Why is an Amazon lightbox important? It is like a great light equalizer. Taking a photograph in an uncontrolled setting means you’re getting light and shadows from all sorts of places; windows, house lights, etc. With a lightbox, your subject will have fairly equal lighting no matter where you position the lights.
In 2020 most cameras can shoot at such a high quality that almost any is suitable for taking Amazon photos. Naturally, if you have a solid DSLR camera on hand you should definitely use it, but if all you have is a decent cell phone camera, it will do the trick. The best camera is the one you have on hand. Any of the following models will work:
- iPhone 8+
- Google Pixel 2+
- Huawei P20 Pro+
- Samsung Galaxy S8+
You can also use a point and shoot -- just make sure it has a minimum of 10 megapixels and contains a macro setting.
A well-lit room
Choose a room with some natural light. The bigger window means you’ll have to work less to adjust your secondary lights. Remember: The closer you are to a window, the more uneven soft light/dark shadows you’ll get. The farther you are from a window, the more even light/lighter shadows you’ll deal with.
How to do a DIY photoshoot
- Place your lightbox on some type of table, making sure the lights are positioned opposite of one another and the tripod is centered in front of your product.
- Make sure a backdrop is attached to the inside of your lightbox. For Amazon purposes, it should generally white, though you can use a colored backdrop for secondary photos. The backdrop should have a slight curve/slope at the back and be free of any wrinkles and/or debris (they WILL show up much more prominently in your photos than they do in real life).
- Clean your camera lens, especially if you are using a cell phone. Think of everything your camera is exposed to: bags, pockets, fingers, etc. A quick wipe can drastically change the quality of your photo.
Do not: Use camera unnecessary camera features.
You don’t need to zoom, use filters, flash, etc. It’s much better to adjust your lighting so your product looks natural.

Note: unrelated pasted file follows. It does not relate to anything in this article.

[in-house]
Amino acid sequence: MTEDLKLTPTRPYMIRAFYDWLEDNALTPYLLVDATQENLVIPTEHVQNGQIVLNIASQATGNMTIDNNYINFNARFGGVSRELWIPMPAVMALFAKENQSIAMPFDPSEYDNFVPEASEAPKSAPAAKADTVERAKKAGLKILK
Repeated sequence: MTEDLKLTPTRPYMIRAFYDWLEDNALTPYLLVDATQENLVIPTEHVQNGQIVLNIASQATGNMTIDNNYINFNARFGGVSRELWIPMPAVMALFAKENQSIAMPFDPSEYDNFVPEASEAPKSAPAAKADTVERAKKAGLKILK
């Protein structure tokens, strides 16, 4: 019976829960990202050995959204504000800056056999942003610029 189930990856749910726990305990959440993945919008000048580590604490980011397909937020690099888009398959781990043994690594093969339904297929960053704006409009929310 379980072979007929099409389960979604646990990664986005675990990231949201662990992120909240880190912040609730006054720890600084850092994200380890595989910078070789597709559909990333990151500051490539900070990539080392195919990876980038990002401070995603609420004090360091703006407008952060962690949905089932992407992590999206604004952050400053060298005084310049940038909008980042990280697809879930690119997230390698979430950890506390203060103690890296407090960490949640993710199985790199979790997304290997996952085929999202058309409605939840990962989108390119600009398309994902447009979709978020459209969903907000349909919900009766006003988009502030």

Do: Take/Test differents kinds of photos
There are a few different types of photos you want to have in mind as you plan out your photoshoot. As mentioned above you’ll need to follow strict guidelines about the main image, but don’t be afraid to A/B test the other images to see what converts best.
1. Main image
2. Lifestyle image
4. Packaging image
5. Model Image
Your listing can have a maximum of nine photos. At a minimum, you should fill four of those spots, but it’s always advantageous to fill as many of the spots are possible with the largest variety of photo types as possible.
Do not: Neglect the importance of category guidelines
Overall, the image requirements for Amazon aren’t enormously complicated. What is complicated is how Amazon presents them; instead of being located in one central Seller Central page, Amazon has scattered them across multiple pages. Each of the 45 categories has subtle differences in guidelines, which is confusing to any seller. Here are the most important rules category rules you need to be aware of.
Do: Review all Amazon photography rules
Any product image you submit to Amazon should meet specific technical specifications:
- The file must be in TIFF, GIF, PNG or JPEG format. Any other file type will fail to upload.
- An image dimension at least 1000 pixels on one side. This is most important for your main photo, but is strongly suggested for your secondary photos as well.
- Every file name should contain a product’s identifier (ISBN, ASIN, UPC, etc.) followed by a period and the file extension (e.g. C000443745.jpeg or 455678967845.tif). File names with special characters like dashes, spaces, or other symbols will prevent your images from being published online. Although many sellers overlook the importance of correctly naming files, it can actually help your SEO and make your product more likely to show up on outside websites like Google.
That’s a wrap…
Ecommerce photography can really be summed up in a few words: solving pain points.
Your main photography goal is always to visually explain how your products work and how they fill a customer’s need.
While this article mostly references Amazon photography, the same guidelines apply across all of ecommerce. No matter what business model you’re using (wholesale, private label, dropshipping) or which platform you’re utilizing (Shopify, Ebay, Etsy, Amazon, etc) good photographs will increase your conversion rate and customer satisfaction.
Do you have any questions about e-commerce photography? Comment below or shoot a message to [email protected]. I’d love to hear what’s working or not working) for your brand.